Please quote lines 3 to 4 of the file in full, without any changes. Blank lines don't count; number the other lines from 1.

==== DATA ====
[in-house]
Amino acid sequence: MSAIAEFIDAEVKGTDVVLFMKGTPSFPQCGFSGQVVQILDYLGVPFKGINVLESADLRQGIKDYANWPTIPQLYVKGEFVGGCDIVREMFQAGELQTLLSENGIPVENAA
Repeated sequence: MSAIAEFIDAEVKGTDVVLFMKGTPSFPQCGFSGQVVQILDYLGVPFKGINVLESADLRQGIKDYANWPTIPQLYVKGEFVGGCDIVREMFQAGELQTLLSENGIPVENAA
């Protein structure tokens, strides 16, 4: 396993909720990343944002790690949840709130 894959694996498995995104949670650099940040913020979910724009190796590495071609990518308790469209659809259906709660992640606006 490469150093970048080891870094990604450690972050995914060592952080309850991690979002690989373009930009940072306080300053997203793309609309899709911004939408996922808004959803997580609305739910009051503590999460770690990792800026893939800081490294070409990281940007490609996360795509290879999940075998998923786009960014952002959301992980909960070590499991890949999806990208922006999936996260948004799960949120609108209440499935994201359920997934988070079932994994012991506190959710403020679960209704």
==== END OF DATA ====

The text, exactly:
Repeated sequence: MSAIAEFIDAEVKGTDVVLFMKGTPSFPQCGFSGQVVQILDYLGVPFKGINVLESADLRQGIKDYANWPTIPQLYVKGEFVGGCDIVREMFQAGELQTLLSENGIPVENAA
């Protein structure tokens, strides 16, 4: 396993909720990343944002790690949840709130 894959694996498995995104949670650099940040913020979910724009190796590495071609990518308790469209659809259906709660992640606006 490469150093970048080891870094990604450690972050995914060592952080309850991690979002690989373009930009940072306080300053997203793309609309899709911004939408996922808004959803997580609305739910009051503590999460770690990792800026893939800081490294070409990281940007490609996360795509290879999940075998998923786009960014952002959301992980909960070590499991890949999806990208922006999936996260948004799960949120609108209440499935994201359920997934988070079932994994012991506190959710403020679960209704």